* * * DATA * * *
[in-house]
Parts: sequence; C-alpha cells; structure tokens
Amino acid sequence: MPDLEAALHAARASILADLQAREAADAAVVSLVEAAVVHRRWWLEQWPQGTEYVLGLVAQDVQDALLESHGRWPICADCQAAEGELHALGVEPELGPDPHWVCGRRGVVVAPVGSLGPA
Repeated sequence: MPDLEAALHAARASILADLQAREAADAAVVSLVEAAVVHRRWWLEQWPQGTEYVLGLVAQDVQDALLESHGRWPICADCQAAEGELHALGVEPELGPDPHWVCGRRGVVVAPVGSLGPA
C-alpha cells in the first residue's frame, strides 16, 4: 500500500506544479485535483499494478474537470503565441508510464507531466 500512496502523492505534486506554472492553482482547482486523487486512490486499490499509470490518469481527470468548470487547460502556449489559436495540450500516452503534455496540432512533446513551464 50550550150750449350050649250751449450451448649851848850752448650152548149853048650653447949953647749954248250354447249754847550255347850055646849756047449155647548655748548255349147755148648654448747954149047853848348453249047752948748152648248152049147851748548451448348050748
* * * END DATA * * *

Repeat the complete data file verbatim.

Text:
[in-house]
Parts: sequence; C-alpha cells; structure tokens
Amino acid sequence: MPDLEAALHAARASILADLQAREAADAAVVSLVEAAVVHRRWWLEQWPQGTEYVLGLVAQDVQDALLESHGRWPICADCQAAEGELHALGVEPELGPDPHWVCGRRGVVVAPVGSLGPA
Repeated sequence: MPDLEAALHAARASILADLQAREAADAAVVSLVEAAVVHRRWWLEQWPQGTEYVLGLVAQDVQDALLESHGRWPICADCQAAEGELHALGVEPELGPDPHWVCGRRGVVVAPVGSLGPA
C-alpha cells in the first residue's frame, strides 16, 4: 500500500506544479485535483499494478474537470503565441508510464507531466 500512496502523492505534486506554472492553482482547482486523487486512490486499490499509470490518469481527470468548470487547460502556449489559436495540450500516452503534455496540432512533446513551464 50550550150750449350050649250751449450451448649851848850752448650152548149853048650653447949953647749954248250354447249754847550255347850055646849756047449155647548655748548255349147755148648654448747954149047853848348453249047752948748152648248152049147851748548451448348050748